Agreed, and I've found in my experience that the amount of understanding about how to design the bending-moment knuckle that a cast-in-place retaining wall requires to cantilever off the footing is sometimes a little slim, and the prep work required to make one properly is also complicated.

That's why I recommended a masonry retaining wall - usually cheaper and easier to build in a low height.

Duke
Duke Dork
8/6/08 11:37 a.m.
DILYSI Dave wrote: So Paul - what do you think of my plan? The outriggers I described I think ar what you meant by "braced back into the bank". Is it necessary to pour a seperate footing and wall, or can I just excevate 12-18" below grade and build the forms inside the ditch, such that on the downhill side there is 12-18" of wall below grade and on the uphill side is the buried outriggers?

I realize you're not talking to me directly, but you'll need more than 12"-18" below grade if you live somewhere with any kind of winter. In the Mid-atlantic region 32" below grade is considered adequate. Also, you'll want a separate footing that is wider than a typical house footing, extending farther back into the uphill side and with a small underhang on the downhill side. There should be rebar in the footing (both directions) that also turns up into the vertical portion of the wall.

Pour the footing first and press a 2x4 into it (wide face down) when it is wet. This creates a key that the vertical portion of the wall pours into to help stop it from getting pushed off the footing by the pressure behind it.

Click here for a PDF on retaining walls. Concrete walls start on page 15.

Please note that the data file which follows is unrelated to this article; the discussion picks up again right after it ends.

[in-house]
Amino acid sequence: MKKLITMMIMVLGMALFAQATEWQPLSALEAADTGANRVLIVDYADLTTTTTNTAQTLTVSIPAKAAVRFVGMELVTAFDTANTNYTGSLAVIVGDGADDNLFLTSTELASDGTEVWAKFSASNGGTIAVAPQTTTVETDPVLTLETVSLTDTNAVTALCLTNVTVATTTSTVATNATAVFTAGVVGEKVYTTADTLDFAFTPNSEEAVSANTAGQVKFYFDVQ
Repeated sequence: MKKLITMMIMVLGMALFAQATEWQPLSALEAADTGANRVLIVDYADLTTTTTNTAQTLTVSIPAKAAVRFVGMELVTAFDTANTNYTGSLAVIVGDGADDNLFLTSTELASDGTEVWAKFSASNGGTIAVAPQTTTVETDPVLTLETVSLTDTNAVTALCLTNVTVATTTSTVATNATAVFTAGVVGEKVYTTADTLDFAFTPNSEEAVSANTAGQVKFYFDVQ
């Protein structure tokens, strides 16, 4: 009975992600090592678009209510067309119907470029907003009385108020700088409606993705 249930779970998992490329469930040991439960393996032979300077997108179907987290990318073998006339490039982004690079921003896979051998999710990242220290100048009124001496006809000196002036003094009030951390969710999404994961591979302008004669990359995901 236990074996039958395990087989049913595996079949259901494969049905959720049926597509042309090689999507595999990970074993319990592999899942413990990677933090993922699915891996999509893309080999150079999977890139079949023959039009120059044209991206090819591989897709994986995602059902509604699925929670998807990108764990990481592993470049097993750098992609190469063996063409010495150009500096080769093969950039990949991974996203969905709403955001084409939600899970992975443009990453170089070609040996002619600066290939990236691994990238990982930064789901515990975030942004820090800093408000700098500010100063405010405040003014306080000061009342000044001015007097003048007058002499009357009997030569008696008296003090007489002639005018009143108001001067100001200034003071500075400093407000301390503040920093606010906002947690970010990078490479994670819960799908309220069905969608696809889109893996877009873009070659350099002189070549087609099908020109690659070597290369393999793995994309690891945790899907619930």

SVreX
SVreX SuperDork
8/6/08 5:46 p.m.

He lives in ATL, so freeze is not a real issue. 12"-18" is more than adequate.

DILYSI: I basically like your idea, though please understand that I certainly can't give engineering advice over the internet.

Your outriggers idea is right in theory. In practice, they could be a royal pain to form.

Duke's idea of the offset footing is an interesting one. The footing would essentially be the outriggers. I think I'd try it in 1 pour, however. The footings and stem wall could be pouted at the same time as a monolithic pour, but the formwork would be rough.

What I dislike the most is that neither of you said anything about drainage, which is probably the most important part. The walls should include good sized drains (maybe 3" PVC) at the bottom to allow water to escape that builds up behind them. These drains are called weepholes. The wall should then be backfilled with gravel to allow the water to migrate to the drains. Top off the gravel with landscape cloth to prevent the gravel from clogging with soil and silt, then a few inches of topsoil on top of that.

The wall will not hold back the hydraulic pressure if water builds up against the back of it. If you don't plan for the water, the wall could fail.

Also, regarding the rubble of the old wall, I don't mind you burying it, but don't mix it with your drainage gravel, and don't leave all those big pieces in a big underground pile. They won't contribute to your drainage system, and they won't compact well. They should be mixed in with your fill.

You also didn't address the thickness of the wall. I'm not going to answer that one, because it is an engineering question. I'll just say that it is not 4" thick. It is also not 6" thick.

SVreX
SVreX SuperDork
8/6/08 5:53 p.m.

Oh, one other thing. If you pour the footings separate from the wall, the 2x4 thing Duke suggested is nice in theory, pretty rough in real life. It's much more practical to run re-bar vertically sticking out of the footing.